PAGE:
As this is a complex, multi-systemic problem, no short article like this one can offer a silver bullet solution. For general principles however we need to remember the strong call to avoid what philosophers and futurists, such as Ken Wilber and Richard Slaughter, call “flatland”. Flatland is a social perspective which insists that if we can’t measure it, it does not matter. In this “flatland” we lose sight of the fact that “values play a significant role in climate change debates”. Consequently, we often focus just on statistics, research and other directly measurable, objective evidence.

On agency, the German Advisory Council on Global Change tells us that far from being unable to make a difference:

Individual actors can play a far larger role in the transformation of social (sub)systems than the one that has been accorded to them for quite some time.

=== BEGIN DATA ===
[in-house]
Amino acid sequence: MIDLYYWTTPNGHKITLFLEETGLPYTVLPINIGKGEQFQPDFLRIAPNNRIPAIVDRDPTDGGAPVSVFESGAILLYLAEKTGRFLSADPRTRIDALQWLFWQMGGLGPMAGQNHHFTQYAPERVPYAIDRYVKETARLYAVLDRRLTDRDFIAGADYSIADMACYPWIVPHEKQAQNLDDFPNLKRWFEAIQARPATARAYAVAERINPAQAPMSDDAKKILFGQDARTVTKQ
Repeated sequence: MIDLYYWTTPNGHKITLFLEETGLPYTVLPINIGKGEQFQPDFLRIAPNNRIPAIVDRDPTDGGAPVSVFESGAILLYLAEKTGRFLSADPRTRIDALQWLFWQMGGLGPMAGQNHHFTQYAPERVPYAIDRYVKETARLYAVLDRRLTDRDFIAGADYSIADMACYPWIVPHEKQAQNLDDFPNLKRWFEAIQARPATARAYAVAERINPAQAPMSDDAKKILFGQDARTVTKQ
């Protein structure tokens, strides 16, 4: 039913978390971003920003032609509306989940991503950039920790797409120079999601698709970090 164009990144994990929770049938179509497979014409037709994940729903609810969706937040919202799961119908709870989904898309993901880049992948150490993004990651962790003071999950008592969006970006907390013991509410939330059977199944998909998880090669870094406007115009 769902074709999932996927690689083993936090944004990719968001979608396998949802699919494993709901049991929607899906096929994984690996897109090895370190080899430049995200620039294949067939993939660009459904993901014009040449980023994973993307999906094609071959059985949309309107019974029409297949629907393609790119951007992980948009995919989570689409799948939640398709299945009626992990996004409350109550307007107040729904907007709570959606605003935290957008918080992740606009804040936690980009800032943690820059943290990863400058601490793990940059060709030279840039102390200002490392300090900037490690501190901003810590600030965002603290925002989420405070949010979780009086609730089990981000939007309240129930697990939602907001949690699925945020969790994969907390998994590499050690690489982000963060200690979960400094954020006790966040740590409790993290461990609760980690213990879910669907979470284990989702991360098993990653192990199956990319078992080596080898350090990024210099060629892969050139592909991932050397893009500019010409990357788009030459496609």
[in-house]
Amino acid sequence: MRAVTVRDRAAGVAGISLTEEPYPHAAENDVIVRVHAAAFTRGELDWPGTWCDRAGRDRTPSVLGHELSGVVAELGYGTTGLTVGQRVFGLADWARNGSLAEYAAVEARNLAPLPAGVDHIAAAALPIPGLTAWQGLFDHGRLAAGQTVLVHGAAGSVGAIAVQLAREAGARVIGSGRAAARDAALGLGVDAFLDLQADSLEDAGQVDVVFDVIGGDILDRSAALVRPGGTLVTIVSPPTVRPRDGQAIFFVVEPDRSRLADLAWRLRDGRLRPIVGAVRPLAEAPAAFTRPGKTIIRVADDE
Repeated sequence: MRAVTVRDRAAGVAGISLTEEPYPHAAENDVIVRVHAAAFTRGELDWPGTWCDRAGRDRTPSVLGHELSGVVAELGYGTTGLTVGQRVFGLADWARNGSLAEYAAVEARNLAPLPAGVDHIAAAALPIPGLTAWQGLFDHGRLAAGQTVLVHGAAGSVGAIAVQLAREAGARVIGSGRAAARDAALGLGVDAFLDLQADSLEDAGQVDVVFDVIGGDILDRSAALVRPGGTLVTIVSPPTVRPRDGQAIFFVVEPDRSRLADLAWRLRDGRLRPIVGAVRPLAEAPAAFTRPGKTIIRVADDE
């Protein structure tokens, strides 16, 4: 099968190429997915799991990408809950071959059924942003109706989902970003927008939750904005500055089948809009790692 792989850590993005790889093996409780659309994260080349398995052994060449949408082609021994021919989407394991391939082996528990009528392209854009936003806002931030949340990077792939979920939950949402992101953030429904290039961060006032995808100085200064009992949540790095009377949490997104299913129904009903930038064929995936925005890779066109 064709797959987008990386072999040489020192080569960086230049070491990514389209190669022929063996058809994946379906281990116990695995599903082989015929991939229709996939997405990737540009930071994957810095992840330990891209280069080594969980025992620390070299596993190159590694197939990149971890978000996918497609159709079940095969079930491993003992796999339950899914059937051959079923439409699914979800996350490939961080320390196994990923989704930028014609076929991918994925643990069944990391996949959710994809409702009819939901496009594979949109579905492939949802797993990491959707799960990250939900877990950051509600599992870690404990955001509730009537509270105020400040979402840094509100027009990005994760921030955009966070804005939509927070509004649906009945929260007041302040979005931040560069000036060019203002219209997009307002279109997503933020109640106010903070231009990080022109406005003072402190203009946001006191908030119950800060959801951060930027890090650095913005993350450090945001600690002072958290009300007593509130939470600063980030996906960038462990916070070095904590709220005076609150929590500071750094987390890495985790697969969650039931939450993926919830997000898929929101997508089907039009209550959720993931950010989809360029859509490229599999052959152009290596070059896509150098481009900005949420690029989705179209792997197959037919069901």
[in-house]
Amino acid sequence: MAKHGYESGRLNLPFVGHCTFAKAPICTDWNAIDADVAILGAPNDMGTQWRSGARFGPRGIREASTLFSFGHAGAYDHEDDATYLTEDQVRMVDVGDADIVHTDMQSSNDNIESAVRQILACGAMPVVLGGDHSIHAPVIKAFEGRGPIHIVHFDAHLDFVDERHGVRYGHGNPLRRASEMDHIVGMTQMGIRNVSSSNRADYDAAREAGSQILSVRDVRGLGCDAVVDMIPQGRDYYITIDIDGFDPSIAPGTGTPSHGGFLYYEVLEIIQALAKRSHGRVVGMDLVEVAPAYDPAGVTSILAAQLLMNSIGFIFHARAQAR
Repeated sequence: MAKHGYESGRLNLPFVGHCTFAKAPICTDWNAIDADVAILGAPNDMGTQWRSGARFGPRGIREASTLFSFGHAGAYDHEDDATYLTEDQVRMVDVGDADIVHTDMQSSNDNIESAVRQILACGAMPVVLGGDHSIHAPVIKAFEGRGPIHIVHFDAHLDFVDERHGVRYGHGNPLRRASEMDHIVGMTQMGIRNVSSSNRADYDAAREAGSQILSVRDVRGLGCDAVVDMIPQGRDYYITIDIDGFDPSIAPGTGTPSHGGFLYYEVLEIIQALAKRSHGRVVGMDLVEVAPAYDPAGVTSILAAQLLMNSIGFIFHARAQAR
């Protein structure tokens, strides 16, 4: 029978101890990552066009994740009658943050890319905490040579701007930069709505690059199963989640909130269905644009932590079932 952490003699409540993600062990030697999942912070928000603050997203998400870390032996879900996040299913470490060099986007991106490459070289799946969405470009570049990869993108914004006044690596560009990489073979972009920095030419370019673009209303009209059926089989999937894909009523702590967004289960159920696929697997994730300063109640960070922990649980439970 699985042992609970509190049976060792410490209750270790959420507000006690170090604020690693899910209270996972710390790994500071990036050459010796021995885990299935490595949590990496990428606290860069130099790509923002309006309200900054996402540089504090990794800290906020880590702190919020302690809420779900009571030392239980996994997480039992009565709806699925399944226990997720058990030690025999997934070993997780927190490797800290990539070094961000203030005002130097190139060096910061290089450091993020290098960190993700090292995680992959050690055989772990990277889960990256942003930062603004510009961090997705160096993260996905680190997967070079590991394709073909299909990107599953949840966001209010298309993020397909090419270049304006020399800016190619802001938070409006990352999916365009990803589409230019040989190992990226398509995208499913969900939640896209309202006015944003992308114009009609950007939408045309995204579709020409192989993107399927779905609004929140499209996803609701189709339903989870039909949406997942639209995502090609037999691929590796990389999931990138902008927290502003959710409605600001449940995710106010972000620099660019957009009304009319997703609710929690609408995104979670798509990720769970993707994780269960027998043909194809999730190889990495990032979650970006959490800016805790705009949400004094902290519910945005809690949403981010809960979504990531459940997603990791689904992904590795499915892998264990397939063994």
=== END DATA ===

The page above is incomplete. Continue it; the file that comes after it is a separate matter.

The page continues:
The council, a scientific advisory body to the German government, places individuals as one of four pillars for a sustainability “Great Transformation”. For more, see its beautifully written report: World in Transition: A social contract for sustainability.

Tying this together, and back to this week’s media, the call is to highlight what we care about. This might be the impact on the elderly, care for our gardens, our pets, as well as our awe of nature around us or adrenalin sports in it. We need to do so recognising that this is a narrow tailored approach for individuals and communities.

A good example of targeted peer-to-peer engagement is Al Gore’s climate ambassadors program that has now presented personally to 7.3 million people globally. Models like this – prioritising engagement around what we love and value – can narrowcast to individual cares. Ultimately this drives demand for good news coverage.

Personally, I’ll remember to talk, blog and tweet more on agency than fear.

Simon Divecha does not work for, consult to, own shares in or receive funding from any company or organisation that would benefit from this article, and has no relevant affiliations.